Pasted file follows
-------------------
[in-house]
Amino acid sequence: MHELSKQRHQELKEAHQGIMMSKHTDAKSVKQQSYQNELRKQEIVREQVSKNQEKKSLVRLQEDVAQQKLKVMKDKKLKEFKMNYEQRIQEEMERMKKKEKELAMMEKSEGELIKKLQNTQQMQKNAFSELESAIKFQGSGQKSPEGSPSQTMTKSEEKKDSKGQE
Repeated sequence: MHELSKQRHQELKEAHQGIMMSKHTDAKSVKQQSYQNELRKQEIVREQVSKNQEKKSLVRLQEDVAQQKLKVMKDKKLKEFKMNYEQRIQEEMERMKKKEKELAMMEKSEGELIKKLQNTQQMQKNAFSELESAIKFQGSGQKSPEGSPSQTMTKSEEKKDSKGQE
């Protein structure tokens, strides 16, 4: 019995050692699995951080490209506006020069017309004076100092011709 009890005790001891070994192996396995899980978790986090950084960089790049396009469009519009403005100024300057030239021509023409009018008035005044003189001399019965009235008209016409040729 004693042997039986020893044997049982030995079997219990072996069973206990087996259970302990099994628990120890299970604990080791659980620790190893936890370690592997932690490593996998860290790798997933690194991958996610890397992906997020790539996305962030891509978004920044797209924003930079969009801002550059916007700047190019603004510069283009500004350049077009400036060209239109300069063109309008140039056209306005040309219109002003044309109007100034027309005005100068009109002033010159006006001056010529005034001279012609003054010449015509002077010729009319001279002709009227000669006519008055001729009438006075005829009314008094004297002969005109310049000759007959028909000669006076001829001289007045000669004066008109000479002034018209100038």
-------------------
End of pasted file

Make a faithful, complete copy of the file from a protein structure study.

[in-house]
Amino acid sequence: MHELSKQRHQELKEAHQGIMMSKHTDAKSVKQQSYQNELRKQEIVREQVSKNQEKKSLVRLQEDVAQQKLKVMKDKKLKEFKMNYEQRIQEEMERMKKKEKELAMMEKSEGELIKKLQNTQQMQKNAFSELESAIKFQGSGQKSPEGSPSQTMTKSEEKKDSKGQE
Repeated sequence: MHELSKQRHQELKEAHQGIMMSKHTDAKSVKQQSYQNELRKQEIVREQVSKNQEKKSLVRLQEDVAQQKLKVMKDKKLKEFKMNYEQRIQEEMERMKKKEKELAMMEKSEGELIKKLQNTQQMQKNAFSELESAIKFQGSGQKSPEGSPSQTMTKSEEKKDSKGQE
């Protein structure tokens, strides 16, 4: 019995050692699995951080490209506006020069017309004076100092011709 009890005790001891070994192996396995899980978790986090950084960089790049396009469009519009403005100024300057030239021509023409009018008035005044003189001399019965009235008209016409040729 004693042997039986020893044997049982030995079997219990072996069973206990087996259970302990099994628990120890299970604990080791659980620790190893936890370690592997932690490593996998860290790798997933690194991958996610890397992906997020790539996305962030891509978004920044797209924003930079969009801002550059916007700047190019603004510069283009500004350049077009400036060209239109300069063109309008140039056209306005040309219109002003044309109007100034027309005005100068009109002033010159006006001056010529005034001279012609003054010449015509002077010729009319001279002709009227000669006519008055001729009438006075005829009314008094004297002969005109310049000759007959028909000669006076001829001289007045000669004066008109000479002034018209100038």